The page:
The next day our partisan told us that the army of PRONA was looming and we needed to break up the group and attempt to evade individually. I spent the balance of the daylight hours crunching through the forest trying to be sneaky in spite of the fact there was no way to be while wearing snowshoes. Right before it got dark I fashioned a quick snow fort as our partisan had instructed and climbed into my sleeping bag for a few hours of trying to keep the exposed part of my face from freezing.
At daybreak one of the partisans came and got me –obviously my hiding place sucked – and said that the enemy threat was gone for the time being and we were going to form up the entire group and march to a safe place. It was actually a trap (and a lesson in who not to trust during wartime).
The formation was interrupted by gunshots. The partisans disappeared into the forest and suddenly we were surrounded by military trucks and dudes in uniform yelling at us in a foreign tongue. Whatever training scenario context remained in our minds evaporated as our new captors slapped us – like hard – and threw us to the ground.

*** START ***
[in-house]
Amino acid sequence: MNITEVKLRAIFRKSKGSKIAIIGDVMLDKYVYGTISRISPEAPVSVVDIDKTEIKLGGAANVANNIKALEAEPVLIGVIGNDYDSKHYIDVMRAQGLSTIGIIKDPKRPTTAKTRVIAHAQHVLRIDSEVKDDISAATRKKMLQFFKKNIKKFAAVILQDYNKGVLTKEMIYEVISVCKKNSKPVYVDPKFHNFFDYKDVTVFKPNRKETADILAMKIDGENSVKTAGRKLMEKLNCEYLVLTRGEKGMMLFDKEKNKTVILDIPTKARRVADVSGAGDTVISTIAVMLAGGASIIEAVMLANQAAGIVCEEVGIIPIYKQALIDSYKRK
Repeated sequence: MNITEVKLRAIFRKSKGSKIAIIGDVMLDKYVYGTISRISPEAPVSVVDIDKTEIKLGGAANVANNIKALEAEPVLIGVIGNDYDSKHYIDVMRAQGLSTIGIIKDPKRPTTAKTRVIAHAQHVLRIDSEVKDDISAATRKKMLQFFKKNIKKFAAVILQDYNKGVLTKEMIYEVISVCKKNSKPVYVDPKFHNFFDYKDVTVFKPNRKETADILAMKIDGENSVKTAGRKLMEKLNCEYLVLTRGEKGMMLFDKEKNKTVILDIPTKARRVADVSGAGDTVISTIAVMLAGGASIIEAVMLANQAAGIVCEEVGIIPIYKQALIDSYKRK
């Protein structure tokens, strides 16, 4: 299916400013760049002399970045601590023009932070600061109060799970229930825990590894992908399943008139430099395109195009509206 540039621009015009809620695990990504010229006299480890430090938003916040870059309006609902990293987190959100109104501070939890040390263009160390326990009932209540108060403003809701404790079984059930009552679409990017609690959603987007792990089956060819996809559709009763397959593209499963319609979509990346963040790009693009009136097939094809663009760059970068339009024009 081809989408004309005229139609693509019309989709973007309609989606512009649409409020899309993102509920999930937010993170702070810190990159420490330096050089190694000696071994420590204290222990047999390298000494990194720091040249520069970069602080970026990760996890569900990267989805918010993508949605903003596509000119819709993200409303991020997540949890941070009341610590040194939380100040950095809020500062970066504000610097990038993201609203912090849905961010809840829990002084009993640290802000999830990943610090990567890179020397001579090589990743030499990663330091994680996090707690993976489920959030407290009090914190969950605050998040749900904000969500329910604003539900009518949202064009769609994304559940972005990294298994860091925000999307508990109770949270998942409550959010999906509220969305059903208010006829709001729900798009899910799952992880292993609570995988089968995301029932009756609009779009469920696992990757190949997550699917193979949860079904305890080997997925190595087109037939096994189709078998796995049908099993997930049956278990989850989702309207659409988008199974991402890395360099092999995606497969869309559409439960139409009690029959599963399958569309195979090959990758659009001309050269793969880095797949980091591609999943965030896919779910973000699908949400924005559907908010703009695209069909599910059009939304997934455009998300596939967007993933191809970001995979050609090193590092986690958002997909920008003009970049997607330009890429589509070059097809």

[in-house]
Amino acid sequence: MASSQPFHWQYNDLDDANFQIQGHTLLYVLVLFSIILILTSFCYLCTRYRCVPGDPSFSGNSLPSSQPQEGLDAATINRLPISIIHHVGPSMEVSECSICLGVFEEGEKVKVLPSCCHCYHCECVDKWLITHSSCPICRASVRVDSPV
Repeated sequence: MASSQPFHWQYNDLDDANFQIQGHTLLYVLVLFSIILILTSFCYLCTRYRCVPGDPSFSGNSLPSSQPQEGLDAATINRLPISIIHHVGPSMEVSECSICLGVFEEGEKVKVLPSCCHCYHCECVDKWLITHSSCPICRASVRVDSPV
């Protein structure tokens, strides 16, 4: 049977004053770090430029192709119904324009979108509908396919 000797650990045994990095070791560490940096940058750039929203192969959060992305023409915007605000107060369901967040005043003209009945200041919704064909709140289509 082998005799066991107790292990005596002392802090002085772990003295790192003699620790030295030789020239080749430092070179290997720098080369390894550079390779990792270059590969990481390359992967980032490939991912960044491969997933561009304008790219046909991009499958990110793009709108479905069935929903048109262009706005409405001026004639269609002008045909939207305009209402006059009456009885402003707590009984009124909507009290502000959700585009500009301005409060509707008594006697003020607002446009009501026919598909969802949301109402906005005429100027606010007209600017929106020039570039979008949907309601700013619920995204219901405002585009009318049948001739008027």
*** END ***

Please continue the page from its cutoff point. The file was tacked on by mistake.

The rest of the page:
We were forcibly loaded into the back of the troop transports and driven along a long road down the mountain, repeatedly told during the trip not to look out the back of the trucks or we’d be shot. When the trucks stopped and we were yanked to the ground again I got a quick glance at my surroundings – a prison camp – before I was blindfolded and led to a cell.
The guard removed my blindfold and forced me to sit on a box that was barely a foot tall and place my arms along my legs with my palms facing upward – what he called “the po-seesh.” “Get in po-seesh!” he yelled, Prona-ese for “position,” I assumed.
The guard told me I was “War Criminal Number One Five” and that I should refer to myself as such. Then he pointed to a tin can lined with a plastic bag in the corner and explained that it was my “sanitary facility” in the event I had to use the bathroom, but I was not to use it without permission.